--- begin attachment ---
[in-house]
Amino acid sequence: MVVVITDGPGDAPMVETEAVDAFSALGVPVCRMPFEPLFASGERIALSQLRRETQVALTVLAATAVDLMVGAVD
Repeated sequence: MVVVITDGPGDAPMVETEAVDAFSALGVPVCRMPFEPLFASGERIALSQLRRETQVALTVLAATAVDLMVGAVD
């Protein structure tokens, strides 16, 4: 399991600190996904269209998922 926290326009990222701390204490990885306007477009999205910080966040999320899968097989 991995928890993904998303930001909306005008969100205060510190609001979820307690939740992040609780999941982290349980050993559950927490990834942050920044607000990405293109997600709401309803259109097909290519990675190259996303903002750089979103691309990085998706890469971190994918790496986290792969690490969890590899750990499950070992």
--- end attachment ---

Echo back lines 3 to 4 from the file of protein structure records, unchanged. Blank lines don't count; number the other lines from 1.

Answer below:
Repeated sequence: MVVVITDGPGDAPMVETEAVDAFSALGVPVCRMPFEPLFASGERIALSQLRRETQVALTVLAATAVDLMVGAVD
């Protein structure tokens, strides 16, 4: 399991600190996904269209998922 926290326009990222701390204490990885306007477009999205910080966040999320899968097989 991995928890993904998303930001909306005008969100205060510190609001979820307690939740992040609780999941982290349980050993559950927490990834942050920044607000990405293109997600709401309803259109097909290519990675190259996303903002750089979103691309990085998706890469971190994918790496986290792969690490969890590899750990499950070992």